6. In response to the varying reactions to Miranda’s vocals, as with a lot of other things, it’s subjective; some hear a quality that they like in her vocals that others don’t much care for. I would have to say, in all good honesty, that I find her voice to be abrasive. But again, that’s just one view; others are going to feel differently, and that’s perfectly fine.

  7. I love “Girls”, “Babies Makin’ Babies” and “2 Rings Shy”, though I think “2 Rings” could have been made better with less “noise”, aka less production. I bet that will be a good one live. Excellent album, for the most part.

  8. ………, I consider this her second-weakest album to date behind only “Kerosene” (which was also decent all things considered, just incomplete in comparison to much of her later work).


    Look, this album is still better than decent to my ears, and it definitely has some great standout moments. As always, Miranda Lambert herself is the biggest strength of a Miranda Lambert album in that she has more charisma, spunk and emotional commitment to her material compared to just about any other mainstream country entertainer. She is as versatile as mainstream entertainers come as a vocalist. Fiery rockers? Check! Social commentary? Check! Vulnerable ballads? Check! She knows how to fire on all cylinders and that’s why she deserves to be where she is five albums deep.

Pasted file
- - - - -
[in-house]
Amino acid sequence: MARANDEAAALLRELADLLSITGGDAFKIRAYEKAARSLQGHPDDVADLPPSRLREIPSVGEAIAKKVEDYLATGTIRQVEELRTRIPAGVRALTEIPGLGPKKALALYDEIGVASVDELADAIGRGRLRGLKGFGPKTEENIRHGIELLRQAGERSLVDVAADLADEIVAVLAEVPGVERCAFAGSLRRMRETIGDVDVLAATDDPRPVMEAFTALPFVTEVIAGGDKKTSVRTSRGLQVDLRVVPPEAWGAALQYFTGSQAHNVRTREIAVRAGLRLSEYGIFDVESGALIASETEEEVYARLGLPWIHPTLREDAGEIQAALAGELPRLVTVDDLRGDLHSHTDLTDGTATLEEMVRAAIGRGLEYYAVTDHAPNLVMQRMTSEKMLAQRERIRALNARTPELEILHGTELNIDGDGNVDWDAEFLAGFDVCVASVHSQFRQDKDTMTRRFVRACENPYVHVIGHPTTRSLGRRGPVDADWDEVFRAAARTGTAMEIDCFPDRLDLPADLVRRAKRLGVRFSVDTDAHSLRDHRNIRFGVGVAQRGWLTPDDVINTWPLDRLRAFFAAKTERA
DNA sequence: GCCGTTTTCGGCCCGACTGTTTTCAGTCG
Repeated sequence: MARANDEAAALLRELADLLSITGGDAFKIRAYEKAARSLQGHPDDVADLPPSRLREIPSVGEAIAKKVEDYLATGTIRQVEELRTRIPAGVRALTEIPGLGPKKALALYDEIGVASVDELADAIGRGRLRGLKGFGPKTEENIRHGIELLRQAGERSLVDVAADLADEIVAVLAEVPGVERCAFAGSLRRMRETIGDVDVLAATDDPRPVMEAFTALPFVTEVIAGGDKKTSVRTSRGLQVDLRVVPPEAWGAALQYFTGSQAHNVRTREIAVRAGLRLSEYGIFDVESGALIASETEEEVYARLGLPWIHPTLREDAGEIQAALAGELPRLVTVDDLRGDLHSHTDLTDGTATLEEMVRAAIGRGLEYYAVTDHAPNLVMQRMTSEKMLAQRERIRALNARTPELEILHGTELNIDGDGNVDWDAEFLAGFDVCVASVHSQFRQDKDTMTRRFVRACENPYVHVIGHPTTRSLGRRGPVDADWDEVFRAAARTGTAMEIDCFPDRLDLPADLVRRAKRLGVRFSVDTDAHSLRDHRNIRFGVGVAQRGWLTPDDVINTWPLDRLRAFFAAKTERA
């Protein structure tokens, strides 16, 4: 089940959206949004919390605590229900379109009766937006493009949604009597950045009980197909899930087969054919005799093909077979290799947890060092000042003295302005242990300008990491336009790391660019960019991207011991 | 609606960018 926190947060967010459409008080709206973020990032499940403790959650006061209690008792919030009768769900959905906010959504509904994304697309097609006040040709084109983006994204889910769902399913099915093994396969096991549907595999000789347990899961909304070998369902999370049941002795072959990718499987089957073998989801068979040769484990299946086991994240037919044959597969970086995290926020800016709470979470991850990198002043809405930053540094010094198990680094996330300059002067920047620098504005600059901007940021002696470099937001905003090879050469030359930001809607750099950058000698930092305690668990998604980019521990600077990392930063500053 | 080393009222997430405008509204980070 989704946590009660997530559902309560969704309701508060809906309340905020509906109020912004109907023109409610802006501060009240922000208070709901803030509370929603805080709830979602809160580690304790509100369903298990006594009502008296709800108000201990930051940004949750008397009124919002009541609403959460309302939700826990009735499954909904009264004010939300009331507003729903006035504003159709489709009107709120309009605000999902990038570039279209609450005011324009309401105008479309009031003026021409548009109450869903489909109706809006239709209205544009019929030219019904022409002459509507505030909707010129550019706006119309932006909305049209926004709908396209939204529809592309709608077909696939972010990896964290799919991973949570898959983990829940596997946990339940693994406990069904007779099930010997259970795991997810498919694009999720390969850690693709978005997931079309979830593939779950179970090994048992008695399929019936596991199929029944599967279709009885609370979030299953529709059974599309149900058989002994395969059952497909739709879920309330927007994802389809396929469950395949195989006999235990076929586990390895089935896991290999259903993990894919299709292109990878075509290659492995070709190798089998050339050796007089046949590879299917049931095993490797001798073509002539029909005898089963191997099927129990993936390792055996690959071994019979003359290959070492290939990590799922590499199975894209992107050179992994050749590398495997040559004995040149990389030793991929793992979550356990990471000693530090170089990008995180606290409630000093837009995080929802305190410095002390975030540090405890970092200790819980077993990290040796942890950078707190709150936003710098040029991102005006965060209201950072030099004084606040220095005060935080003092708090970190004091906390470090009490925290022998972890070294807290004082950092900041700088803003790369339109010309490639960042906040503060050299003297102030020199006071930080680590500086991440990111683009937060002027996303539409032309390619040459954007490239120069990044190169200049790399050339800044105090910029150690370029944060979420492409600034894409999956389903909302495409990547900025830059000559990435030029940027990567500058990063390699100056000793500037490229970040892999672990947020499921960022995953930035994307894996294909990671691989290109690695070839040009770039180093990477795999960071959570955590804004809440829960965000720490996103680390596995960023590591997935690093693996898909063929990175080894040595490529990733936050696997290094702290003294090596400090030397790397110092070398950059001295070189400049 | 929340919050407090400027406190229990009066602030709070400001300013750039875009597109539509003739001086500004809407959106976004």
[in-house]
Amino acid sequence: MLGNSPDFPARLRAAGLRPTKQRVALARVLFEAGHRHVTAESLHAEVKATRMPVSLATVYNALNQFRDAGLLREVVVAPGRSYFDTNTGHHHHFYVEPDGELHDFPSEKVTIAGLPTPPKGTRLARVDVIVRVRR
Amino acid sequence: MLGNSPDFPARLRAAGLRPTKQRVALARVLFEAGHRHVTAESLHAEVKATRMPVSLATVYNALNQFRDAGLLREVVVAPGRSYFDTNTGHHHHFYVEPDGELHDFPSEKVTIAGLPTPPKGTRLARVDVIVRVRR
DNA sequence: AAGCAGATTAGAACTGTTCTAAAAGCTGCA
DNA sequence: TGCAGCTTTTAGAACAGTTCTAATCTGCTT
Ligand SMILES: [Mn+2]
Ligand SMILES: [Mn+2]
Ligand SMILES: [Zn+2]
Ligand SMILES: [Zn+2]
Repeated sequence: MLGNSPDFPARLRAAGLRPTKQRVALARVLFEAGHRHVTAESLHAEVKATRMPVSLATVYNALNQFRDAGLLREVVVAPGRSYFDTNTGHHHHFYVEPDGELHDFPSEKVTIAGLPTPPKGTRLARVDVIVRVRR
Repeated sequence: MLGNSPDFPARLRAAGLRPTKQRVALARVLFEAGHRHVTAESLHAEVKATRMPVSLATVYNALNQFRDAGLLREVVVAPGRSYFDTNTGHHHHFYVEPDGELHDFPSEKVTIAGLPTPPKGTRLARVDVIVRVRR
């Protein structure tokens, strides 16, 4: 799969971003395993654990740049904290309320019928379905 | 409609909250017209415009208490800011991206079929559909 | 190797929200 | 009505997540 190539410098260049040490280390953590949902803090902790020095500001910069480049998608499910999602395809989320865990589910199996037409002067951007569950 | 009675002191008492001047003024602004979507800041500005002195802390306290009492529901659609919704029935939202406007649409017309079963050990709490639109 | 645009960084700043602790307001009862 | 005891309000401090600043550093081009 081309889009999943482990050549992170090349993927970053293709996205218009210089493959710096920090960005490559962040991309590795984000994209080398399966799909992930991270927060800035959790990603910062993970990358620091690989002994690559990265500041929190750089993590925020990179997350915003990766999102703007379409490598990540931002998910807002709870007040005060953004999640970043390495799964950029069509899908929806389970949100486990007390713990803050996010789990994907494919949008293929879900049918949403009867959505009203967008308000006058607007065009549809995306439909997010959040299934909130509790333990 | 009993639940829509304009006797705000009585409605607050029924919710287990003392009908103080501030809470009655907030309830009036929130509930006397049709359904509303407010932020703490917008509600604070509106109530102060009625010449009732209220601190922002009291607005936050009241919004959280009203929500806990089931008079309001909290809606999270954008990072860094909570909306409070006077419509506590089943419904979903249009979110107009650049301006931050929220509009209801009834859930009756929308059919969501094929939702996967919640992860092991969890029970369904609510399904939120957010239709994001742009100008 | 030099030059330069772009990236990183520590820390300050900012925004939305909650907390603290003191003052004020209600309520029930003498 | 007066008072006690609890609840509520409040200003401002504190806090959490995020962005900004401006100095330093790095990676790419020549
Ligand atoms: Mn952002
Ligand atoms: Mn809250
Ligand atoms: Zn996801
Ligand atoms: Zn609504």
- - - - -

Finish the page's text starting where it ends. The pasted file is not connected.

However, I think this album suffers from two things in particular. The first is something I already discussed in my mostly negative review of the current single “Somethin’ Bad”, and that is the uneven, jumbled production on the part of Frank Liddell. After listening to the entire album, it just lacks cohesion across sixteen (!) tracks that sum up to over an hour in runtime. There are a few moments where that traditionalist sound that suits Lambert best pops up, and yet there are also moments that are marred by either the “loudness wars” (most notably “Bathroom Sink”, the title track and, of course, the current single) or by over modes of overproduction (most notably “Smokin’ & Drinkin'” and “Another Sunday in the South”). Beyond that, however, too many of the songs follow a breezy, mid-tempo, vanilla contemporary mode that end up making too many tracks sound interchangeable……………..which is a shame because some of these tracks bolster some solid songwriting (especially “Bathroom Sink”).